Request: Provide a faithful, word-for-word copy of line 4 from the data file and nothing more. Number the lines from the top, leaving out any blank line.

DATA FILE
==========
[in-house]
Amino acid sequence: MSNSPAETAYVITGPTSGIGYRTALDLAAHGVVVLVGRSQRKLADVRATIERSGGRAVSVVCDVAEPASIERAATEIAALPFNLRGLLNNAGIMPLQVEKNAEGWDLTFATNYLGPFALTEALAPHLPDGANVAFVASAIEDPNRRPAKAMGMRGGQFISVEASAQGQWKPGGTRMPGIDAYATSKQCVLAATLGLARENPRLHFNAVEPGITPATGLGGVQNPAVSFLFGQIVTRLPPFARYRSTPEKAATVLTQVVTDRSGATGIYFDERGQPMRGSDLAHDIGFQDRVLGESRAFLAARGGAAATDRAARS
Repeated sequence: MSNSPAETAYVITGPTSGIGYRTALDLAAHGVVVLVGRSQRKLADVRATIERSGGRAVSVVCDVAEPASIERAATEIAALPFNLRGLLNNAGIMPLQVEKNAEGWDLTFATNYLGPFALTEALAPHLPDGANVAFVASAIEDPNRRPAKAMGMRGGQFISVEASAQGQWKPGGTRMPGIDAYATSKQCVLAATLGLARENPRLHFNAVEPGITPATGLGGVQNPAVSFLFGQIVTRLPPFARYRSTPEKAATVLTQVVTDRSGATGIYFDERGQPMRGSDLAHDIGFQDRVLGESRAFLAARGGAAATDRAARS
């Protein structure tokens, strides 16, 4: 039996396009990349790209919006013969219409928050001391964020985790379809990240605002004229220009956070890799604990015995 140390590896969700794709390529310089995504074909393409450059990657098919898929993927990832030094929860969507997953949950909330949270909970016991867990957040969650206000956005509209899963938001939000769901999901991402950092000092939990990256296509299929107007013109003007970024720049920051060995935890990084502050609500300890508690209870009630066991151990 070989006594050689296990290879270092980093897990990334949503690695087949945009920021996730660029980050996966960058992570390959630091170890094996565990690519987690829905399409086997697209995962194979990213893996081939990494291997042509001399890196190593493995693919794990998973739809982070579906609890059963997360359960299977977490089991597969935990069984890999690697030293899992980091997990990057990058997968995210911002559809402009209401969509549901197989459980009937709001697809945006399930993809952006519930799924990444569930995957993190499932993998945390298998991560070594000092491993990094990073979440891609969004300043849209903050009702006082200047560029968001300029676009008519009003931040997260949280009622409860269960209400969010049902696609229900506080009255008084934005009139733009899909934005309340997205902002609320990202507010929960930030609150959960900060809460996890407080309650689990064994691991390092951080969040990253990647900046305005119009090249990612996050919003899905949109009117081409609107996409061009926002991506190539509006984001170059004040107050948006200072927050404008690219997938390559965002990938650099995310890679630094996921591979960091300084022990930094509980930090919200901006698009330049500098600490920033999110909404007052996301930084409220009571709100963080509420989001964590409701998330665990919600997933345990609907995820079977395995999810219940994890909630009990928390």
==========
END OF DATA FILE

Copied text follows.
């Protein structure tokens, strides 16, 4: 039996396009990349790209919006013969219409928050001391964020985790379809990240605002004229220009956070890799604990015995 140390590896969700794709390529310089995504074909393409450059990657098919898929993927990832030094929860969507997953949950909330949270909970016991867990957040969650206000956005509209899963938001939000769901999901991402950092000092939990990256296509299929107007013109003007970024720049920051060995935890990084502050609500300890508690209870009630066991151990 070989006594050689296990290879270092980093897990990334949503690695087949945009920021996730660029980050996966960058992570390959630091170890094996565990690519987690829905399409086997697209995962194979990213893996081939990494291997042509001399890196190593493995693919794990998973739809982070579906609890059963997360359960299977977490089991597969935990069984890999690697030293899992980091997990990057990058997968995210911002559809402009209401969509549901197989459980009937709001697809945006399930993809952006519930799924990444569930995957993190499932993998945390298998991560070594000092491993990094990073979440891609969004300043849209903050009702006082200047560029968001300029676009008519009003931040997260949280009622409860269960209400969010049902696609229900506080009255008084934005009139733009899909934005309340997205902002609320990202507010929960930030609150959960900060809460996890407080309650689990064994691991390092951080969040990253990647900046305005119009090249990612996050919003899905949109009117081409609107996409061009926002991506190539509006984001170059004040107050948006200072927050404008690219997938390559965002990938650099995310890679630094996921591979960091300084022990930094509980930090919200901006698009330049500098600490920033999110909404007052996301930084409220009571709100963080509420989001964590409701998330665990919600997933345990609907995820079977395995999810219940994890909630009990928390």